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Ohio pro-life ad campaign could impact future of abortion law

A pro-life billboard is seen in Cleveland June 24, 2021. An Ohio measure that would codify abortion access in the state's constitution has qualified for the November 2023 ballot, but its fate may be determined by the outcome of a special election Aug. 8 on raising the threshold for amending the state's constitution. (OSV News photo/Shannon Stapleton, Reuters)

(OSV News) — A pro-life group has launched a multimillion dollar ad buy in the final days before an Aug. 8 Ohio special election that could significantly impact an abortion ballot initiative in the state in November.

At the polls, Ohio voters will consider a measure — known as Issue 1 — that would raise the threshold for amending the state’s constitution from 50% plus one to 60%. If that measure passes, it will likely have a significant impact on a November ballot measure supported by the Ohio Physicians for Reproductive Rights and Ohioans for Reproductive Freedom that would in effect enshrine access to abortion in the state’s constitution. That measure will be considered Nov. 7.

The November measure would legalize abortion up to the point of viability unless a physician decided an abortion was necessary for the sake of the mother’s life or health. Although Ohio lawmakers enacted a six-week abortion ban, that measure is tied up in state court, meaning abortions remain legal in Ohio up to 22 weeks of pregnancy.

In a $5.5 million ad buy, Protect Women Ohio supports Issue 1, saying it would protect Ohio’s constitution and parental rights. The organization’s 30-second television ads feature a Cincinnati doctor and mom, Dr. Vivina Napier, and a Columbus mother, April Hunter, arguing in favor of raising the threshold for amendments.

“The secret is out: Ohio has some of the weakest requirements in the country for passing constitutional amendments and greedy, out-of-state special interest groups with deep pockets know it,” Molly Smith, a Protect Women Ohio board member, said in a statement. “That makes Ohio a prime target for radical special interest groups, like the ACLU, to parachute into the state and strip parents of their rights. Enough is enough. It’s time to pass Issue 1 and put long overdue, common-sense protections in place.”

Supporters argue raising that threshold would bring Ohio’s constitution more in line with the U.S. Constitution, which requires a two-thirds vote of both chambers of Congress or two-thirds of states in convention, to propose an amendment. The amendment must then be ratified by three-fourths of the state legislatures to take effect.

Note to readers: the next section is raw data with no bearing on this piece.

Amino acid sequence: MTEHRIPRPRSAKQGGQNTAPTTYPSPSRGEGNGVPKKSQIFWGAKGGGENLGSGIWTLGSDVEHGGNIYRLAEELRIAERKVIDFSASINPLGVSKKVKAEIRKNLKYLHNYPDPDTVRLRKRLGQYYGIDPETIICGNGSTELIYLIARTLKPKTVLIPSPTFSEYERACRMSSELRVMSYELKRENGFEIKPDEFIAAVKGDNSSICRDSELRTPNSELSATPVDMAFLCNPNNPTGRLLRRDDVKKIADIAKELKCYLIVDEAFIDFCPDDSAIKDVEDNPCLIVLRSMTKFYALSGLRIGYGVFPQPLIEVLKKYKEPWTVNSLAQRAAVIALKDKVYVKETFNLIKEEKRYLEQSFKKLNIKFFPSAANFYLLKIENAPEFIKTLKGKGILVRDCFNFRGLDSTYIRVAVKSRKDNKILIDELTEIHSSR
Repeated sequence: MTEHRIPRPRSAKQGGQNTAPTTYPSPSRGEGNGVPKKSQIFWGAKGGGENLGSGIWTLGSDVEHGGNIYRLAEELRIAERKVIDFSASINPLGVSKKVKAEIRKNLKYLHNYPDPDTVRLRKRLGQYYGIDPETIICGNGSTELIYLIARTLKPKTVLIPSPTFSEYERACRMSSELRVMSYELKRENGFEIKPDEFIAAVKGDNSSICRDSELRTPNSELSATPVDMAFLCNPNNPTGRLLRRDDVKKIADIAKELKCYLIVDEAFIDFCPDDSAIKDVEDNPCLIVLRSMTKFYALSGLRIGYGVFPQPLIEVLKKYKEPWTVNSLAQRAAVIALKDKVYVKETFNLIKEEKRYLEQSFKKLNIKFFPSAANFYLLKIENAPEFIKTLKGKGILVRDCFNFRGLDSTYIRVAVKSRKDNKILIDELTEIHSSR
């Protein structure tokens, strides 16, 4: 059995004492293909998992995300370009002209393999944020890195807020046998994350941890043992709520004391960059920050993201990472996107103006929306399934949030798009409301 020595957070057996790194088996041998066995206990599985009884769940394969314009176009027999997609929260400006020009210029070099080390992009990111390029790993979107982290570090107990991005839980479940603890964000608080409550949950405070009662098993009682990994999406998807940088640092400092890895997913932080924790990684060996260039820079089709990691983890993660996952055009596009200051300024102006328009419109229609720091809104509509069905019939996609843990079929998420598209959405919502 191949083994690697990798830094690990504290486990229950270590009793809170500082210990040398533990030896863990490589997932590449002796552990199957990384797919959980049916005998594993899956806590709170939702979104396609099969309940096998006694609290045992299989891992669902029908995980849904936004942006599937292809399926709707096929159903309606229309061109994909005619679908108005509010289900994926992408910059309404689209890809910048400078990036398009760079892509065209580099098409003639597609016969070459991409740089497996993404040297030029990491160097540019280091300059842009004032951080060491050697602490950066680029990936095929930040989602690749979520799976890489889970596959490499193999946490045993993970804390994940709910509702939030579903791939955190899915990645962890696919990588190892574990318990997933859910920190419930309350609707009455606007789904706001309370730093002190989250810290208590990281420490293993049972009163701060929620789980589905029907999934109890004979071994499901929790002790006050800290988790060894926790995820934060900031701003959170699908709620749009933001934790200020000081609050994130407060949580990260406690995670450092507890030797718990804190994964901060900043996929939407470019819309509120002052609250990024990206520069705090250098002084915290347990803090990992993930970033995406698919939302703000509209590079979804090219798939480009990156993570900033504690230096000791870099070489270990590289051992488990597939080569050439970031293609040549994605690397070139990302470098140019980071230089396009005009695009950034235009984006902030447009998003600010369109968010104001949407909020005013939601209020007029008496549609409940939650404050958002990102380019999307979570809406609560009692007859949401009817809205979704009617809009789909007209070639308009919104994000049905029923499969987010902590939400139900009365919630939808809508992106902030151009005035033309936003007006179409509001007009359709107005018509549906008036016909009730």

But opponents of changing the Ohio amendment process argue the measure would disenfranchise majorities of voters on key issues, not only the upcoming ballot initiative on abortion, and would mark a significant break with longstanding precedent for amending the state constitution. Opponents also argue supporters tailored Issue 1 so that the abortion ballot measure would fail in November. Opponents of the measure also said it would benefit out-of-state interest groups. The Vote No in August campaign states on its website that “it’s a special election for special interests.”

“Out-of-state special interests lobbied to create this August 8th special election, just so they can permanently rig Ohio’s constitution in their favor, ending majority rule as we know it,” the website states. “It would destroy the sacred principle of ‘one person one vote’ by allowing a small group of voters to make decisions for everyone else.”

In the November 2022 elections following the U.S. Supreme Court’s June decision in Dobbs v. Jackson Women’s Health Organization that overturned prior precedent finding abortion access a constitutional right, voters in states across the U.S. either rejected ballot measures meant to restrict abortion, or voted to codify measures protecting the procedure.

The Catholic Conference of Ohio states on its website the Ohio bishops do not have a position on Issue 1 as it “does not have moral content” but encouraged Catholics to register and vote in the special election, citing the U.S. bishops’ teaching in “Faithful Citizenship” that “responsible citizenship is a virtue, and participation in political life is a moral obligation.”

Kate Scanlon is a national reporter for OSV News covering Washington. Follow her on Twitter @kgscanlon.

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